Last week, a busy organizer invited the communications community to a presentation on the trendy topic of virtual reality and storytelling. The sobering reality: the event was in fact not dedicated to the VR trend, but rather to the organizer’s self-promotion.
Let’s face it! Glasses made of cardboard are a joke for trendsetters, but not an introduction to a complex topic which also has the potential to become much more than just an insider trend for marketing and communication with film and video.
But the wise man knows: To a fig leaf also belongs a fig tree! In order that this can take its deserved roots, we sketch here in a small foundation in the sense of a current position determination.
You have to know that
- Virtual reality (VR) must be measured by how much it is able to mimic physical reality and create immersion.
- Currently, there are three major challenges for VR: 3-D, the realistic integration of motion and the size of the virtual space.
- At the same time, storytelling needs to be partially reinvented for virtual reality. The familiar rules for identification and scene transitions (editing) work differently in the virtual world than they do in video.
AVirtual reality: The challenges on the way to becoming a megatrend
According to current research and knowledge, VR has three major challenges to overcome before it becomes a megatrend for storytelling. Like all great obstacles, these hurdles seem trivial at first glance. Especially since the production of videos has long since become part of everyday life.
Developers at Oculus and other leading innovators in VR see it differently. They continue to struggle with the following challenges today:
Virtual reality, as the term implies, is supposed to convey authenticity. This means for the human being, who in most cases carries two eyes in his head, to see life three-dimensionally.
3-D movies and 360 movies have been in theaters and event parks since the seventies. But still, and despite online and increasingly perfect films, the technology has surprisingly not managed to gain widespread acceptance in film production and for video films with storytelling.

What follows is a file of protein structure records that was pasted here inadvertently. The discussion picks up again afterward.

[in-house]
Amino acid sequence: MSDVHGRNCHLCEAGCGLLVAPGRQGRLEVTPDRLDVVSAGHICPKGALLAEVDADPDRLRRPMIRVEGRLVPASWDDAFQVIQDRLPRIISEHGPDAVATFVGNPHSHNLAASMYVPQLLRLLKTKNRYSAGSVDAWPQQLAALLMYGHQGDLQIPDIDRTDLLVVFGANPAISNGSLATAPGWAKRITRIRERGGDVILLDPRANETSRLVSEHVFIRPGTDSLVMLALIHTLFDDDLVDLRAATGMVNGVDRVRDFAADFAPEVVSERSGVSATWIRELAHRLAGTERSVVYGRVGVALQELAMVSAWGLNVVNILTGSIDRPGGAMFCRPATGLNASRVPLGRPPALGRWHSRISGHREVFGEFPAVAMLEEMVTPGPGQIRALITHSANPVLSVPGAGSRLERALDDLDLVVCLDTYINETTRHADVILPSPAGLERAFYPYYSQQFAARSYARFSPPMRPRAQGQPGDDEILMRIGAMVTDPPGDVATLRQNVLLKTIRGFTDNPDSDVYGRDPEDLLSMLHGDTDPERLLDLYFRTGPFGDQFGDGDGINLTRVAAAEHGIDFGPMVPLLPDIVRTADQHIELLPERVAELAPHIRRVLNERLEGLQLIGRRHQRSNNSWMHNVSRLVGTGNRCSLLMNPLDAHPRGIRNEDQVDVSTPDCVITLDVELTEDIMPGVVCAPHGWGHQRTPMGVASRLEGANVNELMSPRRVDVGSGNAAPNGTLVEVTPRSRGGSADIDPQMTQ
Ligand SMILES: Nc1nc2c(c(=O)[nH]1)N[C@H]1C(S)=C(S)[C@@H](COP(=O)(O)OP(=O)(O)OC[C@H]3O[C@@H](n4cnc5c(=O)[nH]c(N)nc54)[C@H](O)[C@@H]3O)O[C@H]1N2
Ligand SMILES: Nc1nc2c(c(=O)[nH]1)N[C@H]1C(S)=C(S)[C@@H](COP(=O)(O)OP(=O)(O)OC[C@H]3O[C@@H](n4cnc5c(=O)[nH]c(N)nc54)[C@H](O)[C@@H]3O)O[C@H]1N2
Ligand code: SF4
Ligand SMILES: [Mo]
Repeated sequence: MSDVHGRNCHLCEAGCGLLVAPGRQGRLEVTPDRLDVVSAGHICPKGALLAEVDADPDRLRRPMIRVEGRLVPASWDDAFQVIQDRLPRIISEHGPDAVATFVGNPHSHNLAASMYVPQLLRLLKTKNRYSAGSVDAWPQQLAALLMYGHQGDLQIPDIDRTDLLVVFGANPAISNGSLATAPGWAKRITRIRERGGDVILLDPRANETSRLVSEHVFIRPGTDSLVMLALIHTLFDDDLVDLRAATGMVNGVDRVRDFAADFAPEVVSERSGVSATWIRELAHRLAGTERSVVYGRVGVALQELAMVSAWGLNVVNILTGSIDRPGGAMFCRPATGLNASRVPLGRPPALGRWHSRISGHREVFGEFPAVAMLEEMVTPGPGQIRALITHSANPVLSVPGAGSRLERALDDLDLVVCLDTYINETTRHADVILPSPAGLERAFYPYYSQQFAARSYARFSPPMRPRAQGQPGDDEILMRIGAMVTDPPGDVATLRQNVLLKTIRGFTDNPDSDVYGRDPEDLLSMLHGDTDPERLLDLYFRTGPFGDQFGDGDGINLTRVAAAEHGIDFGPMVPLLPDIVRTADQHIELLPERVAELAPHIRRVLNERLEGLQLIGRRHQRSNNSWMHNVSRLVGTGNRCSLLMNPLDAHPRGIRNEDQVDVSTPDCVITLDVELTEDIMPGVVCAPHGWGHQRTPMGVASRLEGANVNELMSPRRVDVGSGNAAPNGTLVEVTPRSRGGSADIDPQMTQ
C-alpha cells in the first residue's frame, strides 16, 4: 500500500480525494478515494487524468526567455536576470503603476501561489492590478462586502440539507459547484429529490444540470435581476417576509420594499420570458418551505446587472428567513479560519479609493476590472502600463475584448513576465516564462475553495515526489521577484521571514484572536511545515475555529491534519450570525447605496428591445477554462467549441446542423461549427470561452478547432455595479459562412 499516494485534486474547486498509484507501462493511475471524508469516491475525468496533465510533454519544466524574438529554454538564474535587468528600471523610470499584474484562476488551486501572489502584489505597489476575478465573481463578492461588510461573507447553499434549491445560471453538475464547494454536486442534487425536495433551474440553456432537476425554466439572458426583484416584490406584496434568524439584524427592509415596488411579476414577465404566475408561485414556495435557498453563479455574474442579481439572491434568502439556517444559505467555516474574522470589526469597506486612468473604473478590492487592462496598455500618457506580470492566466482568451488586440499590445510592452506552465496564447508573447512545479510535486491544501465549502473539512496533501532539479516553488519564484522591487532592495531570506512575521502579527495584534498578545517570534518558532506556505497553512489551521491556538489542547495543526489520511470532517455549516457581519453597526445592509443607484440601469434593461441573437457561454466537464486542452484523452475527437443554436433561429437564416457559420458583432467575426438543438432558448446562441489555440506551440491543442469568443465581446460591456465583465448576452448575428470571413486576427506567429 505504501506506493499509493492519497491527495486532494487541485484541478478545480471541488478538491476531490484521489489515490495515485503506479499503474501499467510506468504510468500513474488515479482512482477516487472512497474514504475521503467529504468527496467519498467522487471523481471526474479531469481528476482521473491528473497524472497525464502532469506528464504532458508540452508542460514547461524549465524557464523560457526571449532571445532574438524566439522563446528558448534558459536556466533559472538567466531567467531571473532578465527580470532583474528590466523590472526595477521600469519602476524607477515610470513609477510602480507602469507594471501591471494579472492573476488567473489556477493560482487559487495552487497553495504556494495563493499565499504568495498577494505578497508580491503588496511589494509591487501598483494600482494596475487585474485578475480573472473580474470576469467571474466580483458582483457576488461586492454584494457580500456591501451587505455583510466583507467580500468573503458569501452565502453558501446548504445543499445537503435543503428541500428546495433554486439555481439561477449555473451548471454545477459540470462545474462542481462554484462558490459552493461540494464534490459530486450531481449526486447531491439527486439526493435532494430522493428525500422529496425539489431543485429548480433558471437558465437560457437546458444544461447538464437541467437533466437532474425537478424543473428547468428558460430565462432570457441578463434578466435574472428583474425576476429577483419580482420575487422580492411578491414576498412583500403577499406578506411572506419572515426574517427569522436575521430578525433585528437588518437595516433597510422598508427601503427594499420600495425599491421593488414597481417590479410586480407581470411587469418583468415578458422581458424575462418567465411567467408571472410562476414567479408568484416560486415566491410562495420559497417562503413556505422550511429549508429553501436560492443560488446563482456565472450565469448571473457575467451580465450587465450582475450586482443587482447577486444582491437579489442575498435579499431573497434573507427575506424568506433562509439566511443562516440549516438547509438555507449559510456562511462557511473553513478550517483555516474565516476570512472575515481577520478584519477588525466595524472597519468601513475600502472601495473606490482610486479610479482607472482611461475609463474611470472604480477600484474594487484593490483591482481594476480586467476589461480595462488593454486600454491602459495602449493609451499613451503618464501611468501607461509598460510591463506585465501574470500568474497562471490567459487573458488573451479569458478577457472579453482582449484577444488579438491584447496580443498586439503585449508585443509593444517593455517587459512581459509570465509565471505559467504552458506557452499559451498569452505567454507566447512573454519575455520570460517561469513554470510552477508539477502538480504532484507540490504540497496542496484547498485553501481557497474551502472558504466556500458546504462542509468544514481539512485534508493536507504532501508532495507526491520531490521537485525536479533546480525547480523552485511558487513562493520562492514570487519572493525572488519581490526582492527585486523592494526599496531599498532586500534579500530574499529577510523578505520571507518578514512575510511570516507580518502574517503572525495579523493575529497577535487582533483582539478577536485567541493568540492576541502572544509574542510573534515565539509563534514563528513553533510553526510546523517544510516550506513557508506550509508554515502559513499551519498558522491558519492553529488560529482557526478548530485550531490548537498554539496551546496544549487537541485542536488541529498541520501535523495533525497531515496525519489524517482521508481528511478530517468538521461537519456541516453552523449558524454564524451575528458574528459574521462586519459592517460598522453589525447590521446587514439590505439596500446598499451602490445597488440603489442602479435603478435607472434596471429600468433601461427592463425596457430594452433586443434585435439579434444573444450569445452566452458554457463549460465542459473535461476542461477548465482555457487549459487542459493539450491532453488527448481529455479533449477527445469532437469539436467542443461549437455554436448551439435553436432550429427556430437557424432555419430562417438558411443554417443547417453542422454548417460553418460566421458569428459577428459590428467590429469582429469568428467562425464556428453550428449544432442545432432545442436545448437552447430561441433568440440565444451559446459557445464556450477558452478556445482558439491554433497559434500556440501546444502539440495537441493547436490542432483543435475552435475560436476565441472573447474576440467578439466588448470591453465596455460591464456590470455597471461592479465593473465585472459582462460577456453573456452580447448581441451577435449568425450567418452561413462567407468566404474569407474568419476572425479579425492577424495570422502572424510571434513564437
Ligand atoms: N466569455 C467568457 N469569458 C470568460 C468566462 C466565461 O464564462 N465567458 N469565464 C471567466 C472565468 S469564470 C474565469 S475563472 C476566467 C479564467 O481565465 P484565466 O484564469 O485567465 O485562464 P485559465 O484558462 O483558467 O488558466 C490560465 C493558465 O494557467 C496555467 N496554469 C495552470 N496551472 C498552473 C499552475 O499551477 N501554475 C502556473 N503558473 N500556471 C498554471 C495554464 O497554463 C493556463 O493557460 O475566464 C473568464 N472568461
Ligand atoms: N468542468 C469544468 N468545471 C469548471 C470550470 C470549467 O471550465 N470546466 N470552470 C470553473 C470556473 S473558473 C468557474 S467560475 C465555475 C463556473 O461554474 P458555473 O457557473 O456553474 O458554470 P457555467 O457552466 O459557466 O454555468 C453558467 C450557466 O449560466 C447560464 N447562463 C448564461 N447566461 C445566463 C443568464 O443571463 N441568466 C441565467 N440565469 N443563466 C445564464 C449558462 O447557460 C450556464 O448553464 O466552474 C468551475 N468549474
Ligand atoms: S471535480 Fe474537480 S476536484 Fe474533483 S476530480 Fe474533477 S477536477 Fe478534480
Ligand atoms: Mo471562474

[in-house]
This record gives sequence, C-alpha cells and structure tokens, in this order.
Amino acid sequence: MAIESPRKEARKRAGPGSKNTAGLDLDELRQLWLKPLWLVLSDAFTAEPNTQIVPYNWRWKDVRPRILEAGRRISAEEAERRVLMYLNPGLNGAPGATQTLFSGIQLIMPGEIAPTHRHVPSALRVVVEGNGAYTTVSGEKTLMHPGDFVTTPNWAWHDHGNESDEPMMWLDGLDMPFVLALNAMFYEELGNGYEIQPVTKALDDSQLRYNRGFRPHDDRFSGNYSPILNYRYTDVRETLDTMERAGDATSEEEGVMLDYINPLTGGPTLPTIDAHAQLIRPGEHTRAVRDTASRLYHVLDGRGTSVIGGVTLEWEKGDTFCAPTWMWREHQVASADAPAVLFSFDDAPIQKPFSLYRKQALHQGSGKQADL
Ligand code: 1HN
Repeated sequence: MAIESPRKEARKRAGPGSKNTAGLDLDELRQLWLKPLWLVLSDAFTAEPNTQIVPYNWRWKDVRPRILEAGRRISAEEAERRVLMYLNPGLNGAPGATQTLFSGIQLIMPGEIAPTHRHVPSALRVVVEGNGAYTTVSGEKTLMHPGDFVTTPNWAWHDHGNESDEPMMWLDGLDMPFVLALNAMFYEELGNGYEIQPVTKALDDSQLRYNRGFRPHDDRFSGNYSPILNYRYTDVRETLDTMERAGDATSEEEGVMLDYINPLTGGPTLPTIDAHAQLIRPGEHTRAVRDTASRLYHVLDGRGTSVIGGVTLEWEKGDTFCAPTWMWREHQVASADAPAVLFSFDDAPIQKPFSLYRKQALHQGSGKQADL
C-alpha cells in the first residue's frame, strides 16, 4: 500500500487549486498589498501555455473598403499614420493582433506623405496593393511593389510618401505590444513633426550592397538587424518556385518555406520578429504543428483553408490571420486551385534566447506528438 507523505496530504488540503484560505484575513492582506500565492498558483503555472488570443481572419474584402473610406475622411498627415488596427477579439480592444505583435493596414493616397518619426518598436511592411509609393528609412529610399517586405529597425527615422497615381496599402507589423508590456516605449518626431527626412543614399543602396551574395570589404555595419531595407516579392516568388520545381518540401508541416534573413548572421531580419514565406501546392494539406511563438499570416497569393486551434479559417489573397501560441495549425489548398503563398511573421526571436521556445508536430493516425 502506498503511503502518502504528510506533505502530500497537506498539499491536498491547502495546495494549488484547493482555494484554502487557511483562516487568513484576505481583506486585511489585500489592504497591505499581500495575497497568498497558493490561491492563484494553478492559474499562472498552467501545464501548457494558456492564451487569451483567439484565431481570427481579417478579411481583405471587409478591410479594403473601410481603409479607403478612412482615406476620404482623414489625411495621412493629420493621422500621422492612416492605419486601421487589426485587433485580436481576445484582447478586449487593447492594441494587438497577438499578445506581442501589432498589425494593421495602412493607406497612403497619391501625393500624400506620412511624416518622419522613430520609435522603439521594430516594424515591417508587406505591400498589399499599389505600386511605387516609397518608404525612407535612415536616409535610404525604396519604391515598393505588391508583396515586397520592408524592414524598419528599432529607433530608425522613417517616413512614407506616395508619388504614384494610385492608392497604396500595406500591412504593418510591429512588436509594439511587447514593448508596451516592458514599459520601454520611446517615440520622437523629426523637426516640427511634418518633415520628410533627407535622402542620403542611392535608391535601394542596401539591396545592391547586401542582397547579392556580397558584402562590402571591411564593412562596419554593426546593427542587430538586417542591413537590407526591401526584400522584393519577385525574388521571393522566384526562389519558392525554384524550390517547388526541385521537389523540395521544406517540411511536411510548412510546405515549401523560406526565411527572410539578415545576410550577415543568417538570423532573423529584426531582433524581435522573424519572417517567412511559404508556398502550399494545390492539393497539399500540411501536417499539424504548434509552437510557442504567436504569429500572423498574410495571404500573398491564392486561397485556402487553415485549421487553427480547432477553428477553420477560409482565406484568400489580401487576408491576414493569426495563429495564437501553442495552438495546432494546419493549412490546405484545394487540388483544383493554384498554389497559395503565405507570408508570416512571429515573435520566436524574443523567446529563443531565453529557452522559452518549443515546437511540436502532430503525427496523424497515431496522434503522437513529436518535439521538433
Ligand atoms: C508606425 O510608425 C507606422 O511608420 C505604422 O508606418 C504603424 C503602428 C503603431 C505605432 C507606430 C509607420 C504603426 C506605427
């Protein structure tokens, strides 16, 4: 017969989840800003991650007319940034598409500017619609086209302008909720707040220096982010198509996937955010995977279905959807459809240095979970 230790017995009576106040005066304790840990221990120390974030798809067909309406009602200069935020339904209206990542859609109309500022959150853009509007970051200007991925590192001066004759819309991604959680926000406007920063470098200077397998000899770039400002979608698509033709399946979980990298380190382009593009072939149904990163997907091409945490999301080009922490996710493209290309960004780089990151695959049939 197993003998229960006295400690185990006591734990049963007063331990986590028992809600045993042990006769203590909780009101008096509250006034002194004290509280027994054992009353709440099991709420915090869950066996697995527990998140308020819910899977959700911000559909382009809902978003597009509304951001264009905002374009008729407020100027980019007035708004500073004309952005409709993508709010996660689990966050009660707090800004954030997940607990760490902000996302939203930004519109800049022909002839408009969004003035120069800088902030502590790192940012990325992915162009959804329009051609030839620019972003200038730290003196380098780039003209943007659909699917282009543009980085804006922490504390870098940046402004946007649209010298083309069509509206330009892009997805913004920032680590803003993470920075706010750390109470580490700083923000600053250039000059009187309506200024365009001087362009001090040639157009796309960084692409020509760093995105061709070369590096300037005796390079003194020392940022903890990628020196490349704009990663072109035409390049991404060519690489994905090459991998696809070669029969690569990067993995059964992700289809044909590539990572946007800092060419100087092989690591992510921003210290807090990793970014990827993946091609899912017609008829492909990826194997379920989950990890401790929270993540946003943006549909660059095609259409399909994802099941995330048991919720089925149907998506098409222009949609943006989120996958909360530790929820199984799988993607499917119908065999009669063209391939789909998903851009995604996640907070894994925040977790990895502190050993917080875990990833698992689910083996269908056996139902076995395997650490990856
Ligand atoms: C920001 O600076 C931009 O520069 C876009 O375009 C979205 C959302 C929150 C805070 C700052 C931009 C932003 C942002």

If VR wants to establish itself globally among the masses, it must finally and convincingly solve this problem.
Motion as a challenge for virtual reality
When a person moves his head, the angle of vision and perspective change. When we move our body, centrifugal and gravitational forces, among others, supplement this information in real time. For VR, this sophisticated sensorium of information from our neurons represents one of the very great challenges. The problem for virtual reality is not the types of recordings available, but the playback devices.
The smallest differences between impulses from the head movement and impulses from the optic nerve that are not one hundred percent synchronous can cause the greatest physical irritations. Oculus claims to have reduced this delay to a few milliseconds, an acceptable level, for buyers and wearers of its VR goggles.
However, the question of how to deal with a person wearing glasses sitting on a chair virtually riding a roller coaster in a 360-degree video is still largely unresolved. The body remains stable and static. Storytelling, visual cells and at best head movement signal the exact opposite to the brain.
Research soberly summarizes the result in the illustrative catch-all term cybersickness. Cybersickness is when you embark on a virtual adventure and unexpectedly encounter your half-digested lunch in real time.
Malicious contemporaries might suspect that this is one reason why the manufacturers of VR technology do not currently publish exact values for the studies they commission on this subject with test subjects.
Challenge room size
Man is finite. Space is infinite. Virtual reality has to follow this law. In doing so, it can learn a lot from the game industry. There the player moves interactively through seemingly endless worlds of experience.
Because no reasonable game studio can represent the whole world in its variety in program codes and wants to do so for economic reasons, subtle tricks are used to reduce the space options. VR and 360 videos will benefit from this. Tomorrow, maybe the day after. Today it is still: wait and see.
Storytelling must be reinvented for VR
Content and technology often go hand in hand. This is especially true for virtual reality. Classic games cannot be successfully adapted to VR, not only because of cyber-sickness. The VR industry has therefore challenged the game industry to develop content that respects the three laws of VR (3-D, motion, and room size) and meets a number of other requirements. The most important of these are:
As in interactive games, the traditional cinematic vocabulary cannot be applied in virtual space. In real life, there are no visual cuts, no sudden changes of space, close-ups or long shots. In storytelling, the audience is therefore guided more by the rules of a theatrical production than by classic Hollywood cinema.